So, my brother, you are in good company, we have all had births and deaths in ministry. I think in the Redlin version of the Bible it says something like this, “forgetting everything that is behind us, we press on to the high calling of God”. With or without the books.
    Who knows what God has in mind? I’m older than you and sometimes I still wake up in the middle of the night wondering, “Lord what do you want me to do now?” I expect him to speak and me to hear what the Spirit of the Lord says.
    So, this change is a new chance to listen to what Father says to you.
    Like the Verizon commercial, He’s Saying, “Can you hear me now?” GOOD!

  5. Nathan Petty September 23, 2006 at 9:49 am

    I am a relatively recent reader of the journal and have benefited from the content. So while I will miss the paper version I look forward to the future online journal.
    I am reminded that the ministry of John the Baptist continued after his death. In my life the truth I received through the ministry of the journal will continue after its end as well.
    Brother John, we will continue to pray that God will be your strength in the time of transition.
    We could all profit by accepting the following counsel you received:
    “so that I could lean into what God now wants me to do”. Now that is a recipe for God honoring life.

  6. Keith Duff September 29, 2006 at 10:34 am

    John – thank you for your years of dedication and passion in publishing this journal. Thank you for your ongoing vision and determination to impact this world for Christ – and most of all for you love for the local church and for the pastors and leaders of those churches. You have been and will continue to be an incredible blessing to God’s people.
    Thank you for your effort to listen to God’s calling and to follow Him.

  7. Nick Morgan October 1, 2006 at 11:31 pm

    While this news saddens me, I can understand and appreciate how you have come to this decision. I have read the Journal since Fall of 2000 and have benefitted greatly both spiritually and intellectually in my walk with Christ and my deeper appreciation of and understanding of the Church universal. I am sincerely grateful for the years you have published the journal and I will miss it. I commend you for being open and sensitive to the leading of the Holy Spirit in this matter. Sometimes when God tells us that an aspect of ministry has reached the end of it’s season, we don’t want to let it go. I look forward to the online journal as well as any other future writing projects you may be involved in. God bless you my brother and everyone at ACT 3 Ministry.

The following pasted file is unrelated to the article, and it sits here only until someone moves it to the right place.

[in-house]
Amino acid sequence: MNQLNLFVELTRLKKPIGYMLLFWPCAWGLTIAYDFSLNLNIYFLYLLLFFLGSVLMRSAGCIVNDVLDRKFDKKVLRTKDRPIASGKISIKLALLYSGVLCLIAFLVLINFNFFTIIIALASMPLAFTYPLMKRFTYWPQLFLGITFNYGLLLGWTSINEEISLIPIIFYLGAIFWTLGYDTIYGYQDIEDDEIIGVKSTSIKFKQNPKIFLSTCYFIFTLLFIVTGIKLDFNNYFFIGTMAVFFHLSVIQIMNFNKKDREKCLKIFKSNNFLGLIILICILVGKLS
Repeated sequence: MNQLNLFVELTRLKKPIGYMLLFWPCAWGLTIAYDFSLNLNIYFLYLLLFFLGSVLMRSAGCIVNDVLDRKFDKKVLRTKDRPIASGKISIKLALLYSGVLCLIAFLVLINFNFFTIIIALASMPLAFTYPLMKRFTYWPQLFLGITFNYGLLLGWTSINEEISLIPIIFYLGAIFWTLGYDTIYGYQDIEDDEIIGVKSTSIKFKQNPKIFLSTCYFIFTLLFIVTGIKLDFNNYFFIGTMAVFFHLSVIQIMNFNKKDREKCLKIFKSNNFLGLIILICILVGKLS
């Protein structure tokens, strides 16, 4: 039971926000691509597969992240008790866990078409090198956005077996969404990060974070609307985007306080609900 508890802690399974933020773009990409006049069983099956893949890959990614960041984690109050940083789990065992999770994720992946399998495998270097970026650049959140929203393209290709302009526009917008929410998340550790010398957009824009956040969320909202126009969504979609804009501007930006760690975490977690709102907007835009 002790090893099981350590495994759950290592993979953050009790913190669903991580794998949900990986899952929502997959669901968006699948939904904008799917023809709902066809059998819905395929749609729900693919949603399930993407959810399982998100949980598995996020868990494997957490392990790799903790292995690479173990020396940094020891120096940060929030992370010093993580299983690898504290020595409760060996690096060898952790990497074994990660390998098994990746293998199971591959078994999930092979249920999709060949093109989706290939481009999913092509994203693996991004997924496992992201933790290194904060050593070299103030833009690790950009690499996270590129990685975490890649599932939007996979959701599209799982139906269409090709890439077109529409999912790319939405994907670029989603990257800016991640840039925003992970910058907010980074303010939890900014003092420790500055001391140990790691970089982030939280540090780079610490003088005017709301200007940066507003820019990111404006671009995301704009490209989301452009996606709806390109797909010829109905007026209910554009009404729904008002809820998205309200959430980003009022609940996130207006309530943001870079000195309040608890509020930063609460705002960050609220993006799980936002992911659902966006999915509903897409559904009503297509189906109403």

8. John H. Armstrong October 4, 2006 at 9:09 pm

    Thanks to all of you for these sundry kind comments. Be sure to check out our last print issue, 15:2, which has some really fine material on N. T. Wright. Alas, pray for me as I work to turn this into a cool online periodical that will make a serious contribution to many in the church. I haven’t lost the vision or the fire just the print venue.
    We hope to have 15:3 online by November 15 at the latest. It will be available for free to all who sign-up online at our Web site: Keep watching for the journal at this site. Back issues will eventually be put online as well. And we hope to have a searchable index for all this material, which amounts to over 13,000 pages in all.

  9. James E. Roberts October 18, 2006 at 9:55 am

    Very sorry and disappointed to hear that you are discontinuing publication of the journal. The journal has been one of my most valuable resources(I have all of them).I do prefer a printed version,however I certainly will subscribe to your online version.As for the remaining prepaid subscription,please consider it a donation to your ministry.I pray that our Lord will restore your health and financial resources soon. I would also support your returning to Calgary,AB again sometime.I have very much enjoyed your ministry here in the past.
    Yours in Christ
    James E. Roberts